VALENCIA, Venezuela, May 13 (Reuters) - The Venezuela division of Ford Motor Co will sell pickups and sport utility vehicles in dollars, a union leader said on Wednesday, part of a deal with the government to restart operations stalled for lack of hard currency to import parts.
The country’s auto assembly has tumbled as companies struggle to obtain greenbacks through the 12-year-old currency controls, which have also left companies unable to repatriate revenue from their Venezuela operations.
“We’re doing this to avoid closing the plant,” said Gilberto Troya, president of the United Socialist Victorious Union of Ford workers, at a press conference.
Critics have pounced on the dollarized sales of cars as a sign of the economy’s decay, noting that the vast majority of Venezuelans have no access to greenbacks.
Government leaders dismiss the idea that a dollarization campaign is under way.
Ford dealerships will sell the Explorer Limited and Ecosport SUVs, the Lariat Pickup and three models of cargo trucks in dollars, Troya said. Economy cars such as the Ford Fiesta will continue to be priced in local bolivar currency, he added, but suggested consumers may struggle to find those models.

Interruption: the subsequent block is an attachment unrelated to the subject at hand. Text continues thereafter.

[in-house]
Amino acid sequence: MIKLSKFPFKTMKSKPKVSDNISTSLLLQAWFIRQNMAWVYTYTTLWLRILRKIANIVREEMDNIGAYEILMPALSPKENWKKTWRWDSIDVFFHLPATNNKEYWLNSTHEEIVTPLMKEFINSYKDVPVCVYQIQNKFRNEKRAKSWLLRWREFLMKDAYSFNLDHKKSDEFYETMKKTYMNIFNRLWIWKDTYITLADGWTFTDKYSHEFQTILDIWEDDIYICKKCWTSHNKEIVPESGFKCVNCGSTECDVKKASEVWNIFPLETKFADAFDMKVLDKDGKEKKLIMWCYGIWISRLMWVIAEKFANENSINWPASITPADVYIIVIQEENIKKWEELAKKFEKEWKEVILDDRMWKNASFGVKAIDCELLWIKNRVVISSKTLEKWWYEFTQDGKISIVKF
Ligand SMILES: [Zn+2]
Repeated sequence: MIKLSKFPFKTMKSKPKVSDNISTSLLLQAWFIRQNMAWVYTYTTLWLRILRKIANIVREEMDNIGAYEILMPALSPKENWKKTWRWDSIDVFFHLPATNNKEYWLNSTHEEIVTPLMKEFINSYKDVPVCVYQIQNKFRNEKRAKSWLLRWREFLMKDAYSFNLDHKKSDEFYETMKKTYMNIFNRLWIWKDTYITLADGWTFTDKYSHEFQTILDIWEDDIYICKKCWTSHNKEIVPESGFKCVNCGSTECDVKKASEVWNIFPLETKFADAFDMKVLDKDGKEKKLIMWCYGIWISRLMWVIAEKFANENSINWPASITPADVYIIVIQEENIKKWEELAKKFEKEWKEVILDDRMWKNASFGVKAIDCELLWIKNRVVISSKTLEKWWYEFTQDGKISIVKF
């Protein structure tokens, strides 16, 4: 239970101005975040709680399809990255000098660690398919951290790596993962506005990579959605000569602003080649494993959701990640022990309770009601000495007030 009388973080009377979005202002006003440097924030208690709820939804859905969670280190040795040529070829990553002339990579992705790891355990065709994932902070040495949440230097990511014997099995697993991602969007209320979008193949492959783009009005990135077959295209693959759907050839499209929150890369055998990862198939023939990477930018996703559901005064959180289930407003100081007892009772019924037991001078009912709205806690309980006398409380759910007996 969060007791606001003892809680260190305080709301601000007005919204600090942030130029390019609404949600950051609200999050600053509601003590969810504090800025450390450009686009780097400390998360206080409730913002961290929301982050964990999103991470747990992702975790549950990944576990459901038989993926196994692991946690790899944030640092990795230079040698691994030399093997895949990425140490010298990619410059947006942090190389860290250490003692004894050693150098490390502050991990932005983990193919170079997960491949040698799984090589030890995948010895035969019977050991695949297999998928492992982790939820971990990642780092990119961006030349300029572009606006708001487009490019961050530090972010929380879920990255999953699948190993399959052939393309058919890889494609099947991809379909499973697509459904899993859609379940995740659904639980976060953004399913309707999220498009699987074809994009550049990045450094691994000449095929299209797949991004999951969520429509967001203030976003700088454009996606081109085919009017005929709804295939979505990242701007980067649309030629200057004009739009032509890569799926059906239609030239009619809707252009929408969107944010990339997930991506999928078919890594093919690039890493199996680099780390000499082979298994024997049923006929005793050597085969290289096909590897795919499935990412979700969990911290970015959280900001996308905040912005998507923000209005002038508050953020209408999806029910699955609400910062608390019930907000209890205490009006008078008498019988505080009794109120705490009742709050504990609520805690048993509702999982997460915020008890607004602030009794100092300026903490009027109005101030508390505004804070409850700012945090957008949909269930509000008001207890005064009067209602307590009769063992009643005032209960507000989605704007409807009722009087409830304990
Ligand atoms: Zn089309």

“Some would say this is only benefitting a privileged few, but it’s better than nothing,” he said, noting that few Venezuelans have access to dollars.
Ford de Venezuela did not immediately respond to a request for comment.
The Explorer Limited would be priced at $69,000 including sales and luxury tax, according to figures provided by the union, the equivalent of 170 years of minimum wage using the weakest official exchange rate.
Dealerships will receive dollars from clients and use them to finance the import of assembly kits, because Ford no longer wants to continue putting in money.
“Headquarters doesn’t want to have anything to do with this after years of not being able to generate profit,” Troya said. “They are owed $400 million.”
Government officials did not respond to requests for comment on the situation with Ford. (Writing by Brian Ellsworth; Editing by Ted Botha)